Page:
Natural is natural, no matter the race. What about all of the interracial kids? Can they not be natural without being “Black”? Like I’ve commented before on a hair debate, people are blowing up about this because some Black women think that “being natural” is a trend instead of being a healthy lifestyle. This shouldn’t even be an issue in 2014.

    If you thought of it as living a healthy lifestyle, then you wouldn’t be angry, upset, up in arms about another race wanting to embrace natural living.

    Hell, in 2050 humans will start looking this:

    So if you want to keep the natural hair movement a “Black thing” then you might want to inform those people in the article I’m sharing ( that they aren’t black enough for the movement.

  9. Anna Ogonji Smith
    Anna Ogonji Smith

    Only if she experienced the hatred towards kinky hair that some of us are still experiencing. Being forced to relax her hair because straighter is supposed to be better. And finally when you have the courage to find your inner beauty and being forced to cut your hair to regrow it the way God intended it to look. If she experienced a real struggle then I’d say yes. If she’s just having a hard time styling her curly hair, because her mom was used to straight hair then NO.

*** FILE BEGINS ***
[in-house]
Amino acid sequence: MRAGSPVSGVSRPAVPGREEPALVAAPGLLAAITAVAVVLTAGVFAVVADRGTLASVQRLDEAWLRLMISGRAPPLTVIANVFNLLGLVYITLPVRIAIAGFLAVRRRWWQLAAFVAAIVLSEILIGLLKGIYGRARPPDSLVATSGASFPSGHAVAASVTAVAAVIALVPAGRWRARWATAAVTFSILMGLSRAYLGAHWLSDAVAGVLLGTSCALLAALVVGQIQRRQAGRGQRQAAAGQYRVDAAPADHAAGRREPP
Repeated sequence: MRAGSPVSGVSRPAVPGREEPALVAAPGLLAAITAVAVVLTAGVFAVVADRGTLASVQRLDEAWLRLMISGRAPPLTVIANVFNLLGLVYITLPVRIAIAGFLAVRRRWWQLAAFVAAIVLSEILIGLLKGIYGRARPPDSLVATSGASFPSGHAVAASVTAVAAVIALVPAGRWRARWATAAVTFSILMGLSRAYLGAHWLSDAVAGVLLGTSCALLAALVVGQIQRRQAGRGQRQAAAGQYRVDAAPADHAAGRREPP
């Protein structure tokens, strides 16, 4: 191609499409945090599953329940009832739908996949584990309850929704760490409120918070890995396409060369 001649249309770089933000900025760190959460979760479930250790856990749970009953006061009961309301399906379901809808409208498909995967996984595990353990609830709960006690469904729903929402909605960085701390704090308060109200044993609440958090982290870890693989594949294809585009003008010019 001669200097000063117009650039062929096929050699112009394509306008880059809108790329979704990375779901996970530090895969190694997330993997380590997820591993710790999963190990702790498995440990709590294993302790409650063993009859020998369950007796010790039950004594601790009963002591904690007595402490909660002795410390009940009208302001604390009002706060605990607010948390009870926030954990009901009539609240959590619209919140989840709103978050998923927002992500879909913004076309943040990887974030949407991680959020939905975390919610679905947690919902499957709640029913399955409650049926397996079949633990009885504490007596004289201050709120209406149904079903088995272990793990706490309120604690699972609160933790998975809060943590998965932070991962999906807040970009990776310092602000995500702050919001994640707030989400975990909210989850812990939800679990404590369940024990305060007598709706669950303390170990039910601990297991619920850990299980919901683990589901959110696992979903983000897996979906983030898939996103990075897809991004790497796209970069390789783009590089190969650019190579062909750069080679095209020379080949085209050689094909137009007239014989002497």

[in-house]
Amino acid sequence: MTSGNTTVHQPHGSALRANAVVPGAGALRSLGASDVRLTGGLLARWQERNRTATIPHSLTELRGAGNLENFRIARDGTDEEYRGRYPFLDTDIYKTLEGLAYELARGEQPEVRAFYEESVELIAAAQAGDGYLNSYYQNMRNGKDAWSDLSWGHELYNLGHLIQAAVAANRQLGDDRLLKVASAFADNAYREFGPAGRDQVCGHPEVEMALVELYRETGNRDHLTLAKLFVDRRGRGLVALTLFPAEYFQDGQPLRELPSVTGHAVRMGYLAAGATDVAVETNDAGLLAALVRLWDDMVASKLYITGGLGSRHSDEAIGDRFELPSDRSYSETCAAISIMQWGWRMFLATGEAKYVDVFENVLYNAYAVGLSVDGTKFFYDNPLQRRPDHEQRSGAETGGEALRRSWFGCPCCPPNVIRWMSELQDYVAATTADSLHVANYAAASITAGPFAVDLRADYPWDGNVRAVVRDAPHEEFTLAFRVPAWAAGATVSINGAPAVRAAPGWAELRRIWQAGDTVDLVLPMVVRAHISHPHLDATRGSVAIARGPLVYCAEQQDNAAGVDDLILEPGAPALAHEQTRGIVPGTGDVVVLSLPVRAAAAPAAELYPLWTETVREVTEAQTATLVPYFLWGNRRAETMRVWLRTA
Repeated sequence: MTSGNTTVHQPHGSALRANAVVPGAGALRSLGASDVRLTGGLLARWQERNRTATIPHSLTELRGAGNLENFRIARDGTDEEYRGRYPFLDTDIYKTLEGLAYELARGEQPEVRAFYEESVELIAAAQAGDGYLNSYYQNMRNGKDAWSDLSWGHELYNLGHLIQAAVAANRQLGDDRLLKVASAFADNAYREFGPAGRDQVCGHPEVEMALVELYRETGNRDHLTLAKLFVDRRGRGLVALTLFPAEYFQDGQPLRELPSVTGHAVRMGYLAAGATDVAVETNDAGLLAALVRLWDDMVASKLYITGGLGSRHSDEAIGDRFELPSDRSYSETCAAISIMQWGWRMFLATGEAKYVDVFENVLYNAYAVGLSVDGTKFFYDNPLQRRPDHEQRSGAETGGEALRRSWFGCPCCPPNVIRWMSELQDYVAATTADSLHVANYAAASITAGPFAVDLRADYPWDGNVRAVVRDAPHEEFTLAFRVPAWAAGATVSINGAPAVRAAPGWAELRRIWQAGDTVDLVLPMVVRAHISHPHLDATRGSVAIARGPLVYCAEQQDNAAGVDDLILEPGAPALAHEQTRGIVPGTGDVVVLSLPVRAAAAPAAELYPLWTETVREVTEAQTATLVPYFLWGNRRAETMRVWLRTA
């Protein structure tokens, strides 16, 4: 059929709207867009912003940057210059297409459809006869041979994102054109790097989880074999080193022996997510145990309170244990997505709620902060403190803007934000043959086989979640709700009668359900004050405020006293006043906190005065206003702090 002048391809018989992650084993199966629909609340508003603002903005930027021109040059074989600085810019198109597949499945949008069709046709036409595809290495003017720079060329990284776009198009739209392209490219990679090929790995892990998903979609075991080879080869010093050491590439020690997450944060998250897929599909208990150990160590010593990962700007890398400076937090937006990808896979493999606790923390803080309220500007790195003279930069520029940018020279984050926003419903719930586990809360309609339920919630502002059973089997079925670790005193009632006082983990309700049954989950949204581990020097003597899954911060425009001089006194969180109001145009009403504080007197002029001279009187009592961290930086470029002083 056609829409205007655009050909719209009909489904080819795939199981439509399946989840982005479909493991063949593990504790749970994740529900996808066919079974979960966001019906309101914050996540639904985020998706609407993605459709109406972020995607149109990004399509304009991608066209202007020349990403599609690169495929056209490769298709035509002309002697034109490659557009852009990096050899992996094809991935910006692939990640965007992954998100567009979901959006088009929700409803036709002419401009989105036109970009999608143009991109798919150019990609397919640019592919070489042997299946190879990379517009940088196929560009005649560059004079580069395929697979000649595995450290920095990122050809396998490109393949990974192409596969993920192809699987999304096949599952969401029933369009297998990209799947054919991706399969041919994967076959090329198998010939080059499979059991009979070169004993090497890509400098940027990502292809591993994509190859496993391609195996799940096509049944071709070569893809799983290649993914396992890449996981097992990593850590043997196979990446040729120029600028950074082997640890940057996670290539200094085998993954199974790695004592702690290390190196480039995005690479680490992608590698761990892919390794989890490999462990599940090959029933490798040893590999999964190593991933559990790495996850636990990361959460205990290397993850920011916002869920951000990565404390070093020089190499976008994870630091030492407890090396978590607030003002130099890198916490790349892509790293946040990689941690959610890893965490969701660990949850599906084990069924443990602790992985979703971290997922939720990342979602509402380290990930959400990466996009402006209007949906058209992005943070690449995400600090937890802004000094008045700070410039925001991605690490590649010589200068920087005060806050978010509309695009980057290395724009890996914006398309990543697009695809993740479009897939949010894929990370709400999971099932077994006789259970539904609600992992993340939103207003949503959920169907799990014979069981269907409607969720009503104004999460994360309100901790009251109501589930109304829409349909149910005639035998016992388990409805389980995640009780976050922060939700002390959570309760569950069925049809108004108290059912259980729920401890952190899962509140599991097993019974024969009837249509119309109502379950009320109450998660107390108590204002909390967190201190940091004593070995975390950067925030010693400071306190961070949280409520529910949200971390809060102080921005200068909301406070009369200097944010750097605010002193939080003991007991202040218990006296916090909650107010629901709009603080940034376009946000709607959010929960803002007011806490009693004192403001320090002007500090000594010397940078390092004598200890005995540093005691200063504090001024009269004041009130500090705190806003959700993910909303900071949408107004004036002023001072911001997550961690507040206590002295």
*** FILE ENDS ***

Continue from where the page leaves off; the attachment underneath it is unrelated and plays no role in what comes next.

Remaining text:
10. Daisha Miller
    Daisha Miller

    We get it azure you disagree you think we are ignorant for having a different opinion than yours. We get it! Are you done?!

  11. Amber Chike-Udenze
    Amber Chike-Udenze

    The struggle is different, but just as deep… Especially for the mixed curly girlies (myself included). The ones with white mamas be driving the struggle bus and have NO IDEA where they headed. Even some Caucasian curly girlies be having the worst time because no one in their family can help them manage their curls… so in conclusion… let the girl make it lol

    1. A
      A'sha Dozier

      You are beautiful. As a black woman, we need to uplift each other more instead of finding joy in misery.

  12. Brandy Illuminated Booker
    Brandy Illuminated Booker

    I highly doubt that white women are combing black culture looking for things to invade and steal. “Black women are starting a natural hair movement. Let’s take that too! MUAH HA HA HA!!!!!!” Obviously she found something in all this natural stuff she could relate to. Racism does indeed exist but when WE let it play a role in every fucking thing, who are the ones that keep really picking the scab on that wound?

  13. Kashmere Noel
    Kashmere Noel